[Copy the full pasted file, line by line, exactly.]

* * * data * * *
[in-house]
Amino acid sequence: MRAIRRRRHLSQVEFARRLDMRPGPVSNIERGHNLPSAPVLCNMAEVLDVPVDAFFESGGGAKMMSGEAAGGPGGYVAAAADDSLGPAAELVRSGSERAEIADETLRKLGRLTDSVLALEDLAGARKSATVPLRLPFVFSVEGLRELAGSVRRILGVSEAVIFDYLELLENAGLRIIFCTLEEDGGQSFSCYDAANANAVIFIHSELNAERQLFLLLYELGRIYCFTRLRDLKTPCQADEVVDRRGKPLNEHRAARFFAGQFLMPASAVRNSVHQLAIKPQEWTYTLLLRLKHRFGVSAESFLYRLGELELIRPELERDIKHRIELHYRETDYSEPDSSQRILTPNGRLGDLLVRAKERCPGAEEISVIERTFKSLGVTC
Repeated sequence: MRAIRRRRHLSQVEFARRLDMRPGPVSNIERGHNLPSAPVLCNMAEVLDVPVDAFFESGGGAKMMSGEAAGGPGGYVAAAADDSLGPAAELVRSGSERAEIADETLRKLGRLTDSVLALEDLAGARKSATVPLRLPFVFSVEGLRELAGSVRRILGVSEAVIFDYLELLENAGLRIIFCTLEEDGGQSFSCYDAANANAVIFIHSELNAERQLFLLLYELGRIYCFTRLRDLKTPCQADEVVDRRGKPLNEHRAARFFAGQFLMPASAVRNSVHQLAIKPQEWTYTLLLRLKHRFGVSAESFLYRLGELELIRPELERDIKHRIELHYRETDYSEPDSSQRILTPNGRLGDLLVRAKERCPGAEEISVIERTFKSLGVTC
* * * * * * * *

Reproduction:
[in-house]
Amino acid sequence: MRAIRRRRHLSQVEFARRLDMRPGPVSNIERGHNLPSAPVLCNMAEVLDVPVDAFFESGGGAKMMSGEAAGGPGGYVAAAADDSLGPAAELVRSGSERAEIADETLRKLGRLTDSVLALEDLAGARKSATVPLRLPFVFSVEGLRELAGSVRRILGVSEAVIFDYLELLENAGLRIIFCTLEEDGGQSFSCYDAANANAVIFIHSELNAERQLFLLLYELGRIYCFTRLRDLKTPCQADEVVDRRGKPLNEHRAARFFAGQFLMPASAVRNSVHQLAIKPQEWTYTLLLRLKHRFGVSAESFLYRLGELELIRPELERDIKHRIELHYRETDYSEPDSSQRILTPNGRLGDLLVRAKERCPGAEEISVIERTFKSLGVTC
Repeated sequence: MRAIRRRRHLSQVEFARRLDMRPGPVSNIERGHNLPSAPVLCNMAEVLDVPVDAFFESGGGAKMMSGEAAGGPGGYVAAAADDSLGPAAELVRSGSERAEIADETLRKLGRLTDSVLALEDLAGARKSATVPLRLPFVFSVEGLRELAGSVRRILGVSEAVIFDYLELLENAGLRIIFCTLEEDGGQSFSCYDAANANAVIFIHSELNAERQLFLLLYELGRIYCFTRLRDLKTPCQADEVVDRRGKPLNEHRAARFFAGQFLMPASAVRNSVHQLAIKPQEWTYTLLLRLKHRFGVSAESFLYRLGELELIRPELERDIKHRIELHYRETDYSEPDSSQRILTPNGRLGDLLVRAKERCPGAEEISVIERTFKSLGVTC